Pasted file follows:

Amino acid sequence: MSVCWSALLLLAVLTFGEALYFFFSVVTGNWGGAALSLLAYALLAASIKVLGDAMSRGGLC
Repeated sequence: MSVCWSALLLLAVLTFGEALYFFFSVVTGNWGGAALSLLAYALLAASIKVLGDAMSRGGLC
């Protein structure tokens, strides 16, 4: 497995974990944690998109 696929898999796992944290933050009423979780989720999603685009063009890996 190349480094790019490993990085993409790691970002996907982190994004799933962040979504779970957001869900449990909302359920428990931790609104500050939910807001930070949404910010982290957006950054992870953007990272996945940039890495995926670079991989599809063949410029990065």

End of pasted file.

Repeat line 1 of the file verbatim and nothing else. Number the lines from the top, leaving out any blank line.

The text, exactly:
Amino acid sequence: MSVCWSALLLLAVLTFGEALYFFFSVVTGNWGGAALSLLAYALLAASIKVLGDAMSRGGLC